Summertime’s great weather and warmer temperatures bring more opportunities to get outside especially with your dog.  However, as the weather heats up, so does the pavement! Bringing Fido along for a walk to get some fresh air may sound like a good idea but you may be putting your dog in the danger zone of overheating, burned paws, heat stroke, and even death.  How do you protect your dog when the temperatures are heating up outside?

Avoid walking when hot outside

If you put the back of your hand to the cement or asphalt and cannot leave your hand for 10 seconds without feeling uncomfortable, then it is too hot for your dog!  Keep in mind that one of the ways your dog stays cool is by sweating through their feet!

If the ground is scorching hot, it inhibits your dog's cooling mechanism, potentially putting your dog in an emergency situation with overheating.  Temperatures 80°F or greater turns the pavement hot enough to fry an egg, which can result in burned paws or worse, like overheating or heatstroke.

When days are extremely warm, restrict your dog walks to morning and late evening when the pavement has cooled.  Take more frequent breaks on walks, and bring water for your dog.

What if you are already on your walk, and the ground is heating up?

If you are already walking and notice the temperature is increasing quickly, then the pavement is heating up too.  To prevent overheating in your dog, try to stay on grass during your walk until you can get your dog home. Grass is much cooler than pavement and can keep your dog’s feet cool while walking.

What about dog shoes?

Dog shoes are a great way to protect your dog’s feet, especially if they have tender or cracked feet; however, dog shoes can potentially accelerate overheating during hot weather.  While the shoes protect the feet, they inhibit airflow from getting between your dog’s paws and heat up the feet just as much as not wearing shoes on hot pavement. If your dog needs the extra foot protection, use the shoes but remember that the same rules apply during warmer weather.  Walk outside during the morning or late evening after temperatures have cooled off in order to prevent overheating.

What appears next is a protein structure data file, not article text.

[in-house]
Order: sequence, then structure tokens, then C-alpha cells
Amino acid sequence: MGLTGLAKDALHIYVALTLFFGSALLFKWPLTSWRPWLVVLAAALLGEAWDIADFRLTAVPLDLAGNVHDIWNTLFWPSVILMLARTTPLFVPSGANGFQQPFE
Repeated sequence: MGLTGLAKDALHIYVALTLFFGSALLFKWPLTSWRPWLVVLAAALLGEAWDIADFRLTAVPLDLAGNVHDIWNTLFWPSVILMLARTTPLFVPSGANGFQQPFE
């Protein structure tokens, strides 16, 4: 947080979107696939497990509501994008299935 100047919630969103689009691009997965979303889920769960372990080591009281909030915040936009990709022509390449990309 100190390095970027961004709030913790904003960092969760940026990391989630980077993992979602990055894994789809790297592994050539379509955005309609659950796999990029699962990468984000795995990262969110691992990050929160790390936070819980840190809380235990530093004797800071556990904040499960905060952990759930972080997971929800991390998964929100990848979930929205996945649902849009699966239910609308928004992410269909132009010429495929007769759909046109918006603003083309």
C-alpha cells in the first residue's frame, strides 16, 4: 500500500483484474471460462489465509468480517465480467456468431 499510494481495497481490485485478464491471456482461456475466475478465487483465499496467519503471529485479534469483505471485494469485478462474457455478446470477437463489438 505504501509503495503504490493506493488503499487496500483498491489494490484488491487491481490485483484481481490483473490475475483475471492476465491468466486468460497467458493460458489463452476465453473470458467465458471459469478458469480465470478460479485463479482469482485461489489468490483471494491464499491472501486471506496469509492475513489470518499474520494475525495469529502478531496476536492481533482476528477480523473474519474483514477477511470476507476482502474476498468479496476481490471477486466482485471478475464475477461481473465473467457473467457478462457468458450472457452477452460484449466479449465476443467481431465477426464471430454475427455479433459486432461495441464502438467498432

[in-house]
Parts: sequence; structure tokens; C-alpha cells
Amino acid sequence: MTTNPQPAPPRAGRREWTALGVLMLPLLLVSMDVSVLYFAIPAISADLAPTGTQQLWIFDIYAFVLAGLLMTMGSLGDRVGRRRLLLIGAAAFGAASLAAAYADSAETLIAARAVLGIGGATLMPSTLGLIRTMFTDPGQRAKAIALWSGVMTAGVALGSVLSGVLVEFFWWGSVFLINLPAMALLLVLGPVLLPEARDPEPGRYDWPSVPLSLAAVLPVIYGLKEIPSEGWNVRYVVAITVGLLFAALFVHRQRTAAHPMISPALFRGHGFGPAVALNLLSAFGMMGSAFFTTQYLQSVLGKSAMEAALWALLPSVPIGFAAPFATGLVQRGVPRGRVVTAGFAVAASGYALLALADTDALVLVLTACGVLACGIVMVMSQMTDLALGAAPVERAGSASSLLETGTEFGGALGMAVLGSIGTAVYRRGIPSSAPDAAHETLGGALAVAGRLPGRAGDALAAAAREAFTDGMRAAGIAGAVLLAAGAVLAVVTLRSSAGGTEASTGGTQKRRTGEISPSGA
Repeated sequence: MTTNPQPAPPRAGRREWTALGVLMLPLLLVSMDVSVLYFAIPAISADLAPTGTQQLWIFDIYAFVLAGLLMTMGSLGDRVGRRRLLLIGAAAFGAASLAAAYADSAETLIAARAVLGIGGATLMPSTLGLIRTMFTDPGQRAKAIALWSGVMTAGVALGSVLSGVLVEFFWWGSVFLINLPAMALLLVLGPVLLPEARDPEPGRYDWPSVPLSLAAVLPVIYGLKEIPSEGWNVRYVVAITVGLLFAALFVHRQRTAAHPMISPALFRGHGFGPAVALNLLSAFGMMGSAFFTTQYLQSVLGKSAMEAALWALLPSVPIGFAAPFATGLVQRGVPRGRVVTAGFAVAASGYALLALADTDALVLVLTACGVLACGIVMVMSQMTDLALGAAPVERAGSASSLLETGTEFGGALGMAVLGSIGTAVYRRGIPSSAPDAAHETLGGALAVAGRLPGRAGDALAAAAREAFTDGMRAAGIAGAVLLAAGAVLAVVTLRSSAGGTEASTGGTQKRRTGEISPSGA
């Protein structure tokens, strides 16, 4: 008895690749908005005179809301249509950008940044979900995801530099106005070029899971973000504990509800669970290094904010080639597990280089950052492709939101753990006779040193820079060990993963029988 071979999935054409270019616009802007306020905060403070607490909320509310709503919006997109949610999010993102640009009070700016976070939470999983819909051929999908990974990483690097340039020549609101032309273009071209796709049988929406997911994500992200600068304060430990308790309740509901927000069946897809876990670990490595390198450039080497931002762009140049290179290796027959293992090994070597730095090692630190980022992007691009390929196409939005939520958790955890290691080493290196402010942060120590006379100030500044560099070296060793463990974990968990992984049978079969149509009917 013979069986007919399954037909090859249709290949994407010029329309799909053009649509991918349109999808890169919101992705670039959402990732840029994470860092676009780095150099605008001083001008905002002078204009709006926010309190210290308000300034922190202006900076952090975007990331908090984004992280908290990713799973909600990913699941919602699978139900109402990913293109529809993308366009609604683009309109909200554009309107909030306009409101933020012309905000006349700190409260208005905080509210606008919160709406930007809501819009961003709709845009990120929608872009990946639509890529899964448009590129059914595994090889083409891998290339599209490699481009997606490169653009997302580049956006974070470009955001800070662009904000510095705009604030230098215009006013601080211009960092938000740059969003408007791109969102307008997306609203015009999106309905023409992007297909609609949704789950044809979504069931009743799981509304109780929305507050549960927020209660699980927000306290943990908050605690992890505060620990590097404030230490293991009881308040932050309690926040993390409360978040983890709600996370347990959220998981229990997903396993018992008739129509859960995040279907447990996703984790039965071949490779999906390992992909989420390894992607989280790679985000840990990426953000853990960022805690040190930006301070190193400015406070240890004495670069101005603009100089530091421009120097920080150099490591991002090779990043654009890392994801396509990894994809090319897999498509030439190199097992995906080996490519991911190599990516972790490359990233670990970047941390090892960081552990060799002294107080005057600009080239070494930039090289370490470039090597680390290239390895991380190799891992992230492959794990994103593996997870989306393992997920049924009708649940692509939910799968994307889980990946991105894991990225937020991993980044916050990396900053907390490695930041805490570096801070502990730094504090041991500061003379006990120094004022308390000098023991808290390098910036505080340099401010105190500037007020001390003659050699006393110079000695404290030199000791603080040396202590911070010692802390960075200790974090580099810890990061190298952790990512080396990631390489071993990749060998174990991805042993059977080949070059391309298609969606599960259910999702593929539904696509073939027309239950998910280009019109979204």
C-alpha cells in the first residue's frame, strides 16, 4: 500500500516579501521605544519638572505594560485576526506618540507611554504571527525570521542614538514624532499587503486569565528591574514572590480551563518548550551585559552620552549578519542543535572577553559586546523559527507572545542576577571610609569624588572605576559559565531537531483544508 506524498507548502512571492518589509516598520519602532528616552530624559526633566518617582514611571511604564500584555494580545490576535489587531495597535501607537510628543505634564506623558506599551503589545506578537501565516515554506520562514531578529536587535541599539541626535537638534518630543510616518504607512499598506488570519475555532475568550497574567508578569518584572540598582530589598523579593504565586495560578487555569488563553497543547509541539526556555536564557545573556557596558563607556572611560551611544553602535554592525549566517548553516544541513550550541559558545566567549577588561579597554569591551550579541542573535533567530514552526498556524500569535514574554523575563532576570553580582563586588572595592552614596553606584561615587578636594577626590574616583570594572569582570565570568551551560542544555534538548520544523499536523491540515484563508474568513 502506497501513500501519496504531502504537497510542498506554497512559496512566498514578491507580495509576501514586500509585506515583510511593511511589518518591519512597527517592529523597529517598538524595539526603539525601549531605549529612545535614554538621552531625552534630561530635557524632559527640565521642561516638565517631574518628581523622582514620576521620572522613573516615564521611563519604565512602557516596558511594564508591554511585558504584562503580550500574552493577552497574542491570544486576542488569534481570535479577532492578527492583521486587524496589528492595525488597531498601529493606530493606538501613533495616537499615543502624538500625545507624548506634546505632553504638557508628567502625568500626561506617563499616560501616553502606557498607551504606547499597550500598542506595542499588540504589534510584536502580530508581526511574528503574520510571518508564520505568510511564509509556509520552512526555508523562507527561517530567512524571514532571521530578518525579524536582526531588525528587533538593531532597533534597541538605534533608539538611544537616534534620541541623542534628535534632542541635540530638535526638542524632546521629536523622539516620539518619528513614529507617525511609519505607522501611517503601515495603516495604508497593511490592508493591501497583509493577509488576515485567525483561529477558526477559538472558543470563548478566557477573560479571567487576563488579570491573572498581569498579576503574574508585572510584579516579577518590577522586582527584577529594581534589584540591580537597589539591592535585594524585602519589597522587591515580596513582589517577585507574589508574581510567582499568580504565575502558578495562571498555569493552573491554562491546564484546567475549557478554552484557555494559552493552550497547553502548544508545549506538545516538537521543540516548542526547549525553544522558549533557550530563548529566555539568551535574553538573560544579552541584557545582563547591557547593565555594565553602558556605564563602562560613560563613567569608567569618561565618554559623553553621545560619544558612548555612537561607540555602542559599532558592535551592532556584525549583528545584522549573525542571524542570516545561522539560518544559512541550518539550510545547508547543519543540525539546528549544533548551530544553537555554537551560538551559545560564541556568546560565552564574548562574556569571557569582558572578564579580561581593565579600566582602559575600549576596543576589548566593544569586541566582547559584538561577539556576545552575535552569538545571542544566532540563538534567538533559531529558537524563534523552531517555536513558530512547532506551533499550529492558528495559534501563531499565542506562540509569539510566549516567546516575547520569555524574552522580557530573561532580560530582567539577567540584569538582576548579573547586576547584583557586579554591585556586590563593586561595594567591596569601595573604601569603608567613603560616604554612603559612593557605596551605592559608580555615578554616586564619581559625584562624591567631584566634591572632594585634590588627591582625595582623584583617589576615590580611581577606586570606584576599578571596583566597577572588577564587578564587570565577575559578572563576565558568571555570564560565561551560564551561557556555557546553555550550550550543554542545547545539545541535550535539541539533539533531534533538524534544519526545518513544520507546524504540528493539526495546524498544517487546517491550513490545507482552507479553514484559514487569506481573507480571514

While summertime brings warmer temperatures and plenty of outdoor activities, it may be better to leave your dog at home when temperatures are 80°F or warmer.  Check the ground temperature by laying the back of your hand on the pavement, and if uncomfortably warm for you after 10 seconds, then it is too warm for your dog.  Keeping your dog safe is crucial when the temperatures are rising. Be vigilant, and if your dog looks uncomfortable, they probably are.  Bring water, utilize the shade and grassy areas, and limit time outside on hot days.  Fun in the sun means also being safe in sun!

WE HOPE YOU ARE HAVING A GREAT SUMMER!  AS ALWAYS, LEAVE US A COMMENT BELOW REGARDING HOW YOU KEEP YOUR DOG SAFE FROM OVERHEATING DURING THE WARMER WEATHER.